Classical name given to plants with fragrant rhizomes.
Fragrant herbs with creeping, branched rhizomes. Leaves sword-like, overlapping in a v shape (equitant), without stalks, sometimes fragrant when crushed; venation parallel. Spathes leaf-like with a stem-like base and a laterally projecting spadix. Spadix stalkless and without an appendix. Florets numerous, bisexual, with 6 perianth segments and 6 stamens.ovary 2-3 - chambered. Fruit a berry but this is often not formed.
An architectural waterside plant. Popular in bog gardens and ponds, or sometimes as pot plants.
A taxonomically difficult genus with connections to the Typhaceae and Zingiberaceae, even to the dicotyledon families Piperaceae and Aristolochiaceae.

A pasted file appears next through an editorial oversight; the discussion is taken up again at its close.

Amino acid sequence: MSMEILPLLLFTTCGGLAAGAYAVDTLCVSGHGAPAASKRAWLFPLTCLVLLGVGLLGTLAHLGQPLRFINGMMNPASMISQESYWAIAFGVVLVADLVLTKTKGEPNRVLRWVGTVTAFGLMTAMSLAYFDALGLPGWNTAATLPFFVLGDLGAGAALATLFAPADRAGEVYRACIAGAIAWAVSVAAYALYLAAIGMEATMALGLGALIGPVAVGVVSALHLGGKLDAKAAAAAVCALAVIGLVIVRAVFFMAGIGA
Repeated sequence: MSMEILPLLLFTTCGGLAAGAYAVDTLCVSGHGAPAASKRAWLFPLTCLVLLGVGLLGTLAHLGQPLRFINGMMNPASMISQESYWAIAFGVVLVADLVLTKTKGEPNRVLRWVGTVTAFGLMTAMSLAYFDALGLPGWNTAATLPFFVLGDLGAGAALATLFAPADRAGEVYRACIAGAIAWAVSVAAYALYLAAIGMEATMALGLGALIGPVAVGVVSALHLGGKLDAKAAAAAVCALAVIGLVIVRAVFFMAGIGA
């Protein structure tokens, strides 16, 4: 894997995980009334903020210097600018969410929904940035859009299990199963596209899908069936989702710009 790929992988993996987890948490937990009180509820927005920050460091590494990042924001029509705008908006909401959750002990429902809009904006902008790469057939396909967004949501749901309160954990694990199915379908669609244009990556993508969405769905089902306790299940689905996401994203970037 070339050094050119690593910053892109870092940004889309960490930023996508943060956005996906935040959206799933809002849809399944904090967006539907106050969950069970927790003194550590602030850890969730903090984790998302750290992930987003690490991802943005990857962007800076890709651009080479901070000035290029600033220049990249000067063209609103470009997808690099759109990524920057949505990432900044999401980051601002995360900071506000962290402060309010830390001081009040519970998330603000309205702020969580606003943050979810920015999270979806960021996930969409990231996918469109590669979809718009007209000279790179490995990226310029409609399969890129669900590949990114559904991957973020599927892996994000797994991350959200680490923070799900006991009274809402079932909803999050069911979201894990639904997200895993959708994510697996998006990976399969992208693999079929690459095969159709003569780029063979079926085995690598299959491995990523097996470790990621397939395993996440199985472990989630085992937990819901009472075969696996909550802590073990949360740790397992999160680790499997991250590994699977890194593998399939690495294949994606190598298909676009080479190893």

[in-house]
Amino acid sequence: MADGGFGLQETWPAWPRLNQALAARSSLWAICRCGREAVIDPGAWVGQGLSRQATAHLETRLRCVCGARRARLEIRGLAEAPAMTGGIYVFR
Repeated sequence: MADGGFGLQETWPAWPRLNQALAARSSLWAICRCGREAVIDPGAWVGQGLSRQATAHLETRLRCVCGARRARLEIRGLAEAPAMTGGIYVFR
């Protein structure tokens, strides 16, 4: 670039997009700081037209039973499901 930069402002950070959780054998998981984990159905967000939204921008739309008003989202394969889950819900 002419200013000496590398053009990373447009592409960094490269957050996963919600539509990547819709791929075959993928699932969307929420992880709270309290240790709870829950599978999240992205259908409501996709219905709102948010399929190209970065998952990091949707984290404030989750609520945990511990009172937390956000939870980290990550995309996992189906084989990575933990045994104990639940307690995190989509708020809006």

2 wetland species from the Old World and N America.
Division by pieces of the rhizome.
The rhizome of A. calamus has medicinal properties (sedative, analgesic, insecticidal, antibacterial) and extracts are still used as a pleasant tea and to produce a liqueur.
Waterside plant with Iris-like leaves that are fragrant when crushed; spadix projecting sideways from leaf-like structure.
Source: (2005). Acoraceae. In: . Horticultural Flora of South-eastern Australia. Volume 5. Flowering plants. Monocotyledons. The identification of garden and cultivated plants. University of New South Wales Press.